Thursday, October 21, 2010
Medical Reports: Concussion Concern
Just this week the NFL is starting to suspend players for vicious head hits. It's a problem that starts in high school. The number of student athletes suffering head injuries is on the rise. 7s Richard Lemus has more about this Concussion Concern.
WSVN -- It's these violent helmet to helmet hits which prompted the NFL to punish players with hefty fines. From pro football to high school soccer, there are 100s of Youtube videos showing bone crunching hits on the field.
15-year-old David Goldstein knows firsthand how that feels.
David Goldstein: "A ball was rocketed at my head. I was dizzy and in a lot of pain."
He got his first concussion playing soccer at age 12. His second came after a head to head collision with another player.
David Goldstein: "I was in a lot of pain, seeing stars."
Both times David went right back in the game. Then in January during the district final against rival Gulliver Prep...
David Goldstein: "I'm thrown into the game and it's the most important game I've ever played in my life."
Another head to head collision video shows David stumbling across the field holding his head again. He continued playing, but after the game he collapsed.
David Goldstein: "Just thinking about how much it hurt was unbelievable. I couldn't move I was in so much pain."
Dr. Gillian Hotz: "We're really worried now about the young and developing brains, so multiple hits of this type on the brain will really play havoc later on in life."
Dr. Gillian Hotz of the concussion program at UM says, scientists are starting to realize even one hit can cause brain damage later in life.
Coach Mo Blake deals with injured student athletes at Ransom Everglades. He knows the tremendous pressure they're under to perform.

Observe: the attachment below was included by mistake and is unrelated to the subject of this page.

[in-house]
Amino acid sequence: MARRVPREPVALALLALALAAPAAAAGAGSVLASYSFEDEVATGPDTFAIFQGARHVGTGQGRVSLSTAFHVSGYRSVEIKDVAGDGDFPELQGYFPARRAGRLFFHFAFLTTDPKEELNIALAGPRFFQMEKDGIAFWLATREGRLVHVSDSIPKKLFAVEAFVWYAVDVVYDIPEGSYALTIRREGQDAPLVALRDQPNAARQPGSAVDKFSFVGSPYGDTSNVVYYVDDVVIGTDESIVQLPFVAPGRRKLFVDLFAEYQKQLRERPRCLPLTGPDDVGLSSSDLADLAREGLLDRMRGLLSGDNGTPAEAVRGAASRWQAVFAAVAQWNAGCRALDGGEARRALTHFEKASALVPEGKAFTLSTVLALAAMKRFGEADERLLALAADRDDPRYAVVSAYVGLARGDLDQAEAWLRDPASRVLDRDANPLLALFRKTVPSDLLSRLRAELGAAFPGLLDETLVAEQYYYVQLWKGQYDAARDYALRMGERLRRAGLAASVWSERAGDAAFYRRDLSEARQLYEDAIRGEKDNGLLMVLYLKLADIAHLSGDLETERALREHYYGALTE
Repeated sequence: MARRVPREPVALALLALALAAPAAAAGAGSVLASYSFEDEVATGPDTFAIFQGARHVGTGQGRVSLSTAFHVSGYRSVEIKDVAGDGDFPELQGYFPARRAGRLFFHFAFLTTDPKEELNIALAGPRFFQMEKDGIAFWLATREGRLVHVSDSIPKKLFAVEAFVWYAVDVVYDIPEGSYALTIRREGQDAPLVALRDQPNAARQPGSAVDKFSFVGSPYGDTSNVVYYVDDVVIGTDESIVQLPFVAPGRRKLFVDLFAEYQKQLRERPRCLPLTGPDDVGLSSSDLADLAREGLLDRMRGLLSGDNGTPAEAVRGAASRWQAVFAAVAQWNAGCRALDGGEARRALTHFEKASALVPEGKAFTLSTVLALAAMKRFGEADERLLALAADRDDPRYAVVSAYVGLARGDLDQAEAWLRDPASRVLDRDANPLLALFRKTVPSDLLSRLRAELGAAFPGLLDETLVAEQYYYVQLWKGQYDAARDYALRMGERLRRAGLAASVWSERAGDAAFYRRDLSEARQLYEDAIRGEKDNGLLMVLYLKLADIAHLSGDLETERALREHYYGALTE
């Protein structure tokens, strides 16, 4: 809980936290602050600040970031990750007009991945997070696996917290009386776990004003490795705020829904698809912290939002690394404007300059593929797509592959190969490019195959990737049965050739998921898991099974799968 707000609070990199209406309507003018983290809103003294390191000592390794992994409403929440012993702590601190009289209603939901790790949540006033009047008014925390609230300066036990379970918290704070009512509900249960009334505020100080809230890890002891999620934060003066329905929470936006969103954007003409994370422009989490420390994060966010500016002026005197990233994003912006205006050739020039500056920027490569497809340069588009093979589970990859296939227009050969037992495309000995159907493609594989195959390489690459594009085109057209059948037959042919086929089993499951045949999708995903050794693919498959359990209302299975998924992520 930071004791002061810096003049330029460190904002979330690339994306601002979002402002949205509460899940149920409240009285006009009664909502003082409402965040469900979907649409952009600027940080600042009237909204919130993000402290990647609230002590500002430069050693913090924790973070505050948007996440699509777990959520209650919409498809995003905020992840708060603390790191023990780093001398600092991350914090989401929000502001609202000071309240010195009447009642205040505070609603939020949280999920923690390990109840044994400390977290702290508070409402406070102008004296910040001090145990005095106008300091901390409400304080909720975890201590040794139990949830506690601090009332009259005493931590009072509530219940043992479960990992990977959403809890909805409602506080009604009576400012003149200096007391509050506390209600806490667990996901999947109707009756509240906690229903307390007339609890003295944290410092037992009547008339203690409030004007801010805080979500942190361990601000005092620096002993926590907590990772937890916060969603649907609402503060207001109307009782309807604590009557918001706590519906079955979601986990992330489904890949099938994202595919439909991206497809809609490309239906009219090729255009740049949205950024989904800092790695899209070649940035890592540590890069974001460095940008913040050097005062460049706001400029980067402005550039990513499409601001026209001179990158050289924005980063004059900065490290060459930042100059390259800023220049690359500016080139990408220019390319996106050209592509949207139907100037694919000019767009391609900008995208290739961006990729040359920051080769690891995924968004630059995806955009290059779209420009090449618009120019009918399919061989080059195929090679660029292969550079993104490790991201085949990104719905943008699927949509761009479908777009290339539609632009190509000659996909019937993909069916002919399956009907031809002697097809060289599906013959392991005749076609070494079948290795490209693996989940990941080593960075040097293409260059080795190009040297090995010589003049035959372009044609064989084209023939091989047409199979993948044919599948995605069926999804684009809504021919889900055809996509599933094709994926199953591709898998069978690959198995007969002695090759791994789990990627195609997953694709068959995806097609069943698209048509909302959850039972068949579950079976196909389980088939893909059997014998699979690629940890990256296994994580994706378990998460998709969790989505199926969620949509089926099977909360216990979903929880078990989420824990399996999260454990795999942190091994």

Mo Blake: "If they are trying to mask the injury or say 'I'm OK just give me a couple minutes,' that's where we as the coaches, adults and trainers have to really look out what's best for the kid."
That's why school adminstrators at Ransom have implemented the Impact Test for all student athletes.
Claude Grubair: "You take it to get a baseline of where you are under your normal condition, and then you take the post-injury test."
The Impact Test uses words and shapes to test a student's memory, mental speed and reflexes. Following a head injury, the student repeats the test if there are any changes in thought pattern any red flags at, all the child is sent for medical treatment right away.
Dr. Gillian Hotz: "We're able to take a look at the baseline testing and the repeated testing and take a look at the differences and make the proper recommendations."
Coach Blake says the impact test leaves nothing to chance if a student tries to cover up an injury. The test tells the truth something coaches are glad to have.
Mo Blake: "To not use this tool I think would be detrimental to the student athletes."
David wishes he had the impact test after his first concussion.
David Goldstein: "If I had that support and that knowledge before my situation would have been a lot better."
That's why he is now behind a massive effort to get the impact test into more schools.
David Goldstein: "The initiative now is to raise enough money to provide impact testing for all the public schools in Miami-Dade County with athletic programs."
Months later David has been cleared to go back to the game he loves.
David Goldstein: "Having all of this behind me gives me the confidence to go back on the soccer field."
Knowing the impact test and his doctor's support lowers his concussion concern.
Richard Lemus: "Congress is considering a bill that would establish standards for student athletes who get concussions."
FOR MORE INFORMATION:
Dr. Gillian Hotz
UHealth Sports Medicine
Tel: (305) 243-3000